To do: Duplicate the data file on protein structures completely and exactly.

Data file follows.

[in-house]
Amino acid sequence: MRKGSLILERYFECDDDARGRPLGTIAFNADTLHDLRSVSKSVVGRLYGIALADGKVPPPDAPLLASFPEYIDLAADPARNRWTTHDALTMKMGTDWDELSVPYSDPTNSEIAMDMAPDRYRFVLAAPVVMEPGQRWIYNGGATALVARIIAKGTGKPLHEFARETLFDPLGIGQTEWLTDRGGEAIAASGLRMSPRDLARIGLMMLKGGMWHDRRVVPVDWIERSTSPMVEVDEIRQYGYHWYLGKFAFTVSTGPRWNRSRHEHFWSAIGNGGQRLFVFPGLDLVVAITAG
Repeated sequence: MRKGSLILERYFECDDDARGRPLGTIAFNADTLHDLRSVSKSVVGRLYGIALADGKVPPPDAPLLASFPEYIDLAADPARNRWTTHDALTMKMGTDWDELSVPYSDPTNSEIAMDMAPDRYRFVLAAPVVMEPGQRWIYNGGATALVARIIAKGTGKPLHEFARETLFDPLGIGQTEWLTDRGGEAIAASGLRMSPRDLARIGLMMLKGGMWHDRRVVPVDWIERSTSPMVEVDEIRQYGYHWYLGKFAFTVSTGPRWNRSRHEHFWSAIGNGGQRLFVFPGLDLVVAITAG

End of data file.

[in-house]
Amino acid sequence: MRKGSLILERYFECDDDARGRPLGTIAFNADTLHDLRSVSKSVVGRLYGIALADGKVPPPDAPLLASFPEYIDLAADPARNRWTTHDALTMKMGTDWDELSVPYSDPTNSEIAMDMAPDRYRFVLAAPVVMEPGQRWIYNGGATALVARIIAKGTGKPLHEFARETLFDPLGIGQTEWLTDRGGEAIAASGLRMSPRDLARIGLMMLKGGMWHDRRVVPVDWIERSTSPMVEVDEIRQYGYHWYLGKFAFTVSTGPRWNRSRHEHFWSAIGNGGQRLFVFPGLDLVVAITAG
Repeated sequence: MRKGSLILERYFECDDDARGRPLGTIAFNADTLHDLRSVSKSVVGRLYGIALADGKVPPPDAPLLASFPEYIDLAADPARNRWTTHDALTMKMGTDWDELSVPYSDPTNSEIAMDMAPDRYRFVLAAPVVMEPGQRWIYNGGATALVARIIAKGTGKPLHEFARETLFDPLGIGQTEWLTDRGGEAIAASGLRMSPRDLARIGLMMLKGGMWHDRRVVPVDWIERSTSPMVEVDEIRQYGYHWYLGKFAFTVSTGPRWNRSRHEHFWSAIGNGGQRLFVFPGLDLVVAITAG